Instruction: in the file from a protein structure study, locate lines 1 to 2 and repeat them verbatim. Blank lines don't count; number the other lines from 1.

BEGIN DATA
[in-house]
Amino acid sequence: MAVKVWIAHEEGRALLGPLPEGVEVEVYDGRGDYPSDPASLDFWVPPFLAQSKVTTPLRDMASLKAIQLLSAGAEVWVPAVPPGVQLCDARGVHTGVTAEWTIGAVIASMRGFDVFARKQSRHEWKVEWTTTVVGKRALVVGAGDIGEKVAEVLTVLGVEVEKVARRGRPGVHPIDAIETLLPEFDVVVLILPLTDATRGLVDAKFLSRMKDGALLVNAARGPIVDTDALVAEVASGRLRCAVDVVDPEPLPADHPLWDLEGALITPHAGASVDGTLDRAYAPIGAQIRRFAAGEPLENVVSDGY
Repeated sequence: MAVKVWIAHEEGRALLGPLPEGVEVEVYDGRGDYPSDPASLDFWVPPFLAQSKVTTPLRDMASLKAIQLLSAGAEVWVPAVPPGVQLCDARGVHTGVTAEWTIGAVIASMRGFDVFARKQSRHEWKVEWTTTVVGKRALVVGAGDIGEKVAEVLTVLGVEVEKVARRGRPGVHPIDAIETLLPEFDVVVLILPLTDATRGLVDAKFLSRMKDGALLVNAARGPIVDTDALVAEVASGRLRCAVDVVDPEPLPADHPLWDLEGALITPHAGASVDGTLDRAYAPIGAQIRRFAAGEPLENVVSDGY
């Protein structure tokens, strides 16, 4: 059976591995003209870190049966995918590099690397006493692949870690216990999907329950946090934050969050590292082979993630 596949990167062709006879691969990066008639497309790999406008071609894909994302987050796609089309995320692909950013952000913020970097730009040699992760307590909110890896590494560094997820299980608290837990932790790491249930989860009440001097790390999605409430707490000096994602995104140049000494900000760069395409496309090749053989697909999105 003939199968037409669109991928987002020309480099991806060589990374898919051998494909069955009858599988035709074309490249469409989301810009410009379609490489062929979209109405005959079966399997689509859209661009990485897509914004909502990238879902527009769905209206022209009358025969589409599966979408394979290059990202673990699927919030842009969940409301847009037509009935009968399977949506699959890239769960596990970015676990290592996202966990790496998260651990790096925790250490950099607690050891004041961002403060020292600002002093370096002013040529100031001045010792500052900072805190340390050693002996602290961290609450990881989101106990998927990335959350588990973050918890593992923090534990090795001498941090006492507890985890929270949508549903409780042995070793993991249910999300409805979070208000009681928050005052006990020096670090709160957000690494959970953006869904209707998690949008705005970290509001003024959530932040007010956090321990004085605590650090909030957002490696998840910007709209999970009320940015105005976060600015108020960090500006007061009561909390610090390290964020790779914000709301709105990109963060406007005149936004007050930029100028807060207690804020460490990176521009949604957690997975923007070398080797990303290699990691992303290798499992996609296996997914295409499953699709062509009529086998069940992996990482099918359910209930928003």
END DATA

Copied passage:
[in-house]
Amino acid sequence: MAVKVWIAHEEGRALLGPLPEGVEVEVYDGRGDYPSDPASLDFWVPPFLAQSKVTTPLRDMASLKAIQLLSAGAEVWVPAVPPGVQLCDARGVHTGVTAEWTIGAVIASMRGFDVFARKQSRHEWKVEWTTTVVGKRALVVGAGDIGEKVAEVLTVLGVEVEKVARRGRPGVHPIDAIETLLPEFDVVVLILPLTDATRGLVDAKFLSRMKDGALLVNAARGPIVDTDALVAEVASGRLRCAVDVVDPEPLPADHPLWDLEGALITPHAGASVDGTLDRAYAPIGAQIRRFAAGEPLENVVSDGY